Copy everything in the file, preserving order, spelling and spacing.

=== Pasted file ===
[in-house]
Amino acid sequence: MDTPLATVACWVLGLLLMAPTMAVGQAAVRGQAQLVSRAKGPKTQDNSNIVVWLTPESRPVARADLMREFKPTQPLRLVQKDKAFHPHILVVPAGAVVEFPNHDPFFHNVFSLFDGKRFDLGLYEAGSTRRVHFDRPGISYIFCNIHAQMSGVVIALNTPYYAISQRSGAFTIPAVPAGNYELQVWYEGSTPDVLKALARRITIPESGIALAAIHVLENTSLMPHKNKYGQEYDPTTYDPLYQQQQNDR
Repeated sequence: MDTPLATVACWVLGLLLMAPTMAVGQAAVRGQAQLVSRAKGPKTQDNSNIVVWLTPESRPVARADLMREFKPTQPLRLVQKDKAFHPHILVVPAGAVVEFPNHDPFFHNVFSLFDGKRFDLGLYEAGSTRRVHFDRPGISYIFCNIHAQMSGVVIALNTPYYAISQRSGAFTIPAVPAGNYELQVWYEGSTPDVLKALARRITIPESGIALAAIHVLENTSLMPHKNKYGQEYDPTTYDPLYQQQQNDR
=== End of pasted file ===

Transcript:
[in-house]
Amino acid sequence: MDTPLATVACWVLGLLLMAPTMAVGQAAVRGQAQLVSRAKGPKTQDNSNIVVWLTPESRPVARADLMREFKPTQPLRLVQKDKAFHPHILVVPAGAVVEFPNHDPFFHNVFSLFDGKRFDLGLYEAGSTRRVHFDRPGISYIFCNIHAQMSGVVIALNTPYYAISQRSGAFTIPAVPAGNYELQVWYEGSTPDVLKALARRITIPESGIALAAIHVLENTSLMPHKNKYGQEYDPTTYDPLYQQQQNDR
Repeated sequence: MDTPLATVACWVLGLLLMAPTMAVGQAAVRGQAQLVSRAKGPKTQDNSNIVVWLTPESRPVARADLMREFKPTQPLRLVQKDKAFHPHILVVPAGAVVEFPNHDPFFHNVFSLFDGKRFDLGLYEAGSTRRVHFDRPGISYIFCNIHAQMSGVVIALNTPYYAISQRSGAFTIPAVPAGNYELQVWYEGSTPDVLKALARRITIPESGIALAAIHVLENTSLMPHKNKYGQEYDPTTYDPLYQQQQNDR